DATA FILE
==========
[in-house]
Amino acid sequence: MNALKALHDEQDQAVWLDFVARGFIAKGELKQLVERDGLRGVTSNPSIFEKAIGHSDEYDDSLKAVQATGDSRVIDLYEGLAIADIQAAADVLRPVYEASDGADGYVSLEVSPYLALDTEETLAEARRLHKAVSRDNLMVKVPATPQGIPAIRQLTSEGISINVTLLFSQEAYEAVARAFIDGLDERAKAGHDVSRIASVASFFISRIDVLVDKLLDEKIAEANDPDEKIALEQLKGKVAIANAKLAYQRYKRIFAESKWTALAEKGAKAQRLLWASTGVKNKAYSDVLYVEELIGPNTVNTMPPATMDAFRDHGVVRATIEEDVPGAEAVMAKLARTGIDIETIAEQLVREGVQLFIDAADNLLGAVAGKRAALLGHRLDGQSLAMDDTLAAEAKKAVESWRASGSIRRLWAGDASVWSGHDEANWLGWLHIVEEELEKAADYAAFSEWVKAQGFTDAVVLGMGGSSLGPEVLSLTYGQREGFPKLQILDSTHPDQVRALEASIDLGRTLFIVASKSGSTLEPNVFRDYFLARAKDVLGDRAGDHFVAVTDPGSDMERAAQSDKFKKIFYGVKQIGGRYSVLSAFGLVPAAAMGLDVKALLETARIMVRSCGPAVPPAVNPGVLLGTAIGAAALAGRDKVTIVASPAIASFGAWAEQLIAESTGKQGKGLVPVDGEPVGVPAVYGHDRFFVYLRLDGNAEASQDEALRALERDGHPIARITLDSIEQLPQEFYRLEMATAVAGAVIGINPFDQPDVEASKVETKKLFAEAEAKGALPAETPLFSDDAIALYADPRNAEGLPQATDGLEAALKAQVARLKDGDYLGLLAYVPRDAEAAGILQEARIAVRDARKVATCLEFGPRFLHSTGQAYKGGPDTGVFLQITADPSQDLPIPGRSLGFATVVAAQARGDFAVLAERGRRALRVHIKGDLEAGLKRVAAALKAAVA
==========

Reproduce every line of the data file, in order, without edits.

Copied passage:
[in-house]
Amino acid sequence: MNALKALHDEQDQAVWLDFVARGFIAKGELKQLVERDGLRGVTSNPSIFEKAIGHSDEYDDSLKAVQATGDSRVIDLYEGLAIADIQAAADVLRPVYEASDGADGYVSLEVSPYLALDTEETLAEARRLHKAVSRDNLMVKVPATPQGIPAIRQLTSEGISINVTLLFSQEAYEAVARAFIDGLDERAKAGHDVSRIASVASFFISRIDVLVDKLLDEKIAEANDPDEKIALEQLKGKVAIANAKLAYQRYKRIFAESKWTALAEKGAKAQRLLWASTGVKNKAYSDVLYVEELIGPNTVNTMPPATMDAFRDHGVVRATIEEDVPGAEAVMAKLARTGIDIETIAEQLVREGVQLFIDAADNLLGAVAGKRAALLGHRLDGQSLAMDDTLAAEAKKAVESWRASGSIRRLWAGDASVWSGHDEANWLGWLHIVEEELEKAADYAAFSEWVKAQGFTDAVVLGMGGSSLGPEVLSLTYGQREGFPKLQILDSTHPDQVRALEASIDLGRTLFIVASKSGSTLEPNVFRDYFLARAKDVLGDRAGDHFVAVTDPGSDMERAAQSDKFKKIFYGVKQIGGRYSVLSAFGLVPAAAMGLDVKALLETARIMVRSCGPAVPPAVNPGVLLGTAIGAAALAGRDKVTIVASPAIASFGAWAEQLIAESTGKQGKGLVPVDGEPVGVPAVYGHDRFFVYLRLDGNAEASQDEALRALERDGHPIARITLDSIEQLPQEFYRLEMATAVAGAVIGINPFDQPDVEASKVETKKLFAEAEAKGALPAETPLFSDDAIALYADPRNAEGLPQATDGLEAALKAQVARLKDGDYLGLLAYVPRDAEAAGILQEARIAVRDARKVATCLEFGPRFLHSTGQAYKGGPDTGVFLQITADPSQDLPIPGRSLGFATVVAAQARGDFAVLAERGRRALRVHIKGDLEAGLKRVAAALKAAVA